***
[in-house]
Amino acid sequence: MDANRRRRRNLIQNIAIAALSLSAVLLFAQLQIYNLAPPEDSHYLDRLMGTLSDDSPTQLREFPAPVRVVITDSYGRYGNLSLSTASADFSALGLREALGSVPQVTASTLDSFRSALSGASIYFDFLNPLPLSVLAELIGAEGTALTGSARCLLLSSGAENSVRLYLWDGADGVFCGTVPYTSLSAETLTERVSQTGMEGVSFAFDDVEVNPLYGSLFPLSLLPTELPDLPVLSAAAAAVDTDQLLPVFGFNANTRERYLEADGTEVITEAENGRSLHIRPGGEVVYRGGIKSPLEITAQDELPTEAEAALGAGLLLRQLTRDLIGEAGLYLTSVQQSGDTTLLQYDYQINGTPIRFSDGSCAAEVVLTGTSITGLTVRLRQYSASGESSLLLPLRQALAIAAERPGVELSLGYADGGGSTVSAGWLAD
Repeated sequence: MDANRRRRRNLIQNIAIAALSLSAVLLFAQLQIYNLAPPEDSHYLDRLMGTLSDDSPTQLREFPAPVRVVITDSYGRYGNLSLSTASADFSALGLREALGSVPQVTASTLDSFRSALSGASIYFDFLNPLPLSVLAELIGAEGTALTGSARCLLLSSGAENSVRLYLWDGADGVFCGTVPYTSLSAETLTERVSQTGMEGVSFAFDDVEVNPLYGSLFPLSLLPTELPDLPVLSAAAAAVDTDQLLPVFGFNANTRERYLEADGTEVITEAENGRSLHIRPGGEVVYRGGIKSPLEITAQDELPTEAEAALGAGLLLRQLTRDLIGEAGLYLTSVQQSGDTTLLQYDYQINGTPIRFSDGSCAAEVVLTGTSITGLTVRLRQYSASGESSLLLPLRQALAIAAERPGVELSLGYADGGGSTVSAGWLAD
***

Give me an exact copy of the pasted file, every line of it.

[in-house]
Amino acid sequence: MDANRRRRRNLIQNIAIAALSLSAVLLFAQLQIYNLAPPEDSHYLDRLMGTLSDDSPTQLREFPAPVRVVITDSYGRYGNLSLSTASADFSALGLREALGSVPQVTASTLDSFRSALSGASIYFDFLNPLPLSVLAELIGAEGTALTGSARCLLLSSGAENSVRLYLWDGADGVFCGTVPYTSLSAETLTERVSQTGMEGVSFAFDDVEVNPLYGSLFPLSLLPTELPDLPVLSAAAAAVDTDQLLPVFGFNANTRERYLEADGTEVITEAENGRSLHIRPGGEVVYRGGIKSPLEITAQDELPTEAEAALGAGLLLRQLTRDLIGEAGLYLTSVQQSGDTTLLQYDYQINGTPIRFSDGSCAAEVVLTGTSITGLTVRLRQYSASGESSLLLPLRQALAIAAERPGVELSLGYADGGGSTVSAGWLAD
Repeated sequence: MDANRRRRRNLIQNIAIAALSLSAVLLFAQLQIYNLAPPEDSHYLDRLMGTLSDDSPTQLREFPAPVRVVITDSYGRYGNLSLSTASADFSALGLREALGSVPQVTASTLDSFRSALSGASIYFDFLNPLPLSVLAELIGAEGTALTGSARCLLLSSGAENSVRLYLWDGADGVFCGTVPYTSLSAETLTERVSQTGMEGVSFAFDDVEVNPLYGSLFPLSLLPTELPDLPVLSAAAAAVDTDQLLPVFGFNANTRERYLEADGTEVITEAENGRSLHIRPGGEVVYRGGIKSPLEITAQDELPTEAEAALGAGLLLRQLTRDLIGEAGLYLTSVQQSGDTTLLQYDYQINGTPIRFSDGSCAAEVVLTGTSITGLTVRLRQYSASGESSLLLPLRQALAIAAERPGVELSLGYADGGGSTVSAGWLAD